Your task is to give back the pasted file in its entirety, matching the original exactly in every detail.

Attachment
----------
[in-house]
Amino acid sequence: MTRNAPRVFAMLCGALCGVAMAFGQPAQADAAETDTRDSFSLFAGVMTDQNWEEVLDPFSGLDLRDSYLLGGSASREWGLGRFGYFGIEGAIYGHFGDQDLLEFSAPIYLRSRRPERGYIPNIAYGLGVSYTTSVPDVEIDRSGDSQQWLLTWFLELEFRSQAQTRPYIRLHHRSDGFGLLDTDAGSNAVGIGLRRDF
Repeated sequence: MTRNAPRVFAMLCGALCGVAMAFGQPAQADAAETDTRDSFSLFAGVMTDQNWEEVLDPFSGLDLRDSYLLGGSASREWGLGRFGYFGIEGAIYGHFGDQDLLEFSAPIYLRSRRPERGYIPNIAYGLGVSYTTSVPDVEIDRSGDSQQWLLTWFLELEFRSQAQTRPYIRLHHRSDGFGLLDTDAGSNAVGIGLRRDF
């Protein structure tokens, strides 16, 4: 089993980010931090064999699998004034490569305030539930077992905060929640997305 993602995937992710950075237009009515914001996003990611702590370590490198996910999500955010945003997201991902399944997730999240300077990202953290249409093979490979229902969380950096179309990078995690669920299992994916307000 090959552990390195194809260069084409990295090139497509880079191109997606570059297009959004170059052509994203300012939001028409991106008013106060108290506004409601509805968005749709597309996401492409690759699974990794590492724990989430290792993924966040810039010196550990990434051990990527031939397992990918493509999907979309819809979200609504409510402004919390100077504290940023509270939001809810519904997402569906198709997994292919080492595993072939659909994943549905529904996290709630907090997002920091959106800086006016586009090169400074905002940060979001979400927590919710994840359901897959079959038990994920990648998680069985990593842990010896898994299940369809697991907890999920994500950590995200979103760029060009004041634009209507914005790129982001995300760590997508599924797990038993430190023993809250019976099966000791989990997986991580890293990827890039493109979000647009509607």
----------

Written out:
[in-house]
Amino acid sequence: MTRNAPRVFAMLCGALCGVAMAFGQPAQADAAETDTRDSFSLFAGVMTDQNWEEVLDPFSGLDLRDSYLLGGSASREWGLGRFGYFGIEGAIYGHFGDQDLLEFSAPIYLRSRRPERGYIPNIAYGLGVSYTTSVPDVEIDRSGDSQQWLLTWFLELEFRSQAQTRPYIRLHHRSDGFGLLDTDAGSNAVGIGLRRDF
Repeated sequence: MTRNAPRVFAMLCGALCGVAMAFGQPAQADAAETDTRDSFSLFAGVMTDQNWEEVLDPFSGLDLRDSYLLGGSASREWGLGRFGYFGIEGAIYGHFGDQDLLEFSAPIYLRSRRPERGYIPNIAYGLGVSYTTSVPDVEIDRSGDSQQWLLTWFLELEFRSQAQTRPYIRLHHRSDGFGLLDTDAGSNAVGIGLRRDF
């Protein structure tokens, strides 16, 4: 089993980010931090064999699998004034490569305030539930077992905060929640997305 993602995937992710950075237009009515914001996003990611702590370590490198996910999500955010945003997201991902399944997730999240300077990202953290249409093979490979229902969380950096179309990078995690669920299992994916307000 090959552990390195194809260069084409990295090139497509880079191109997606570059297009959004170059052509994203300012939001028409991106008013106060108290506004409601509805968005749709597309996401492409690759699974990794590492724990989430290792993924966040810039010196550990990434051990990527031939397992990918493509999907979309819809979200609504409510402004919390100077504290940023509270939001809810519904997402569906198709997994292919080492595993072939659909994943549905529904996290709630907090997002920091959106800086006016586009090169400074905002940060979001979400927590919710994840359901897959079959038990994920990648998680069985990593842990010896898994299940369809697991907890999920994500950590995200979103760029060009004041634009209507914005790129982001995300760590997508599924797990038993430190023993809250019976099966000791989990997986991580890293990827890039493109979000647009509607």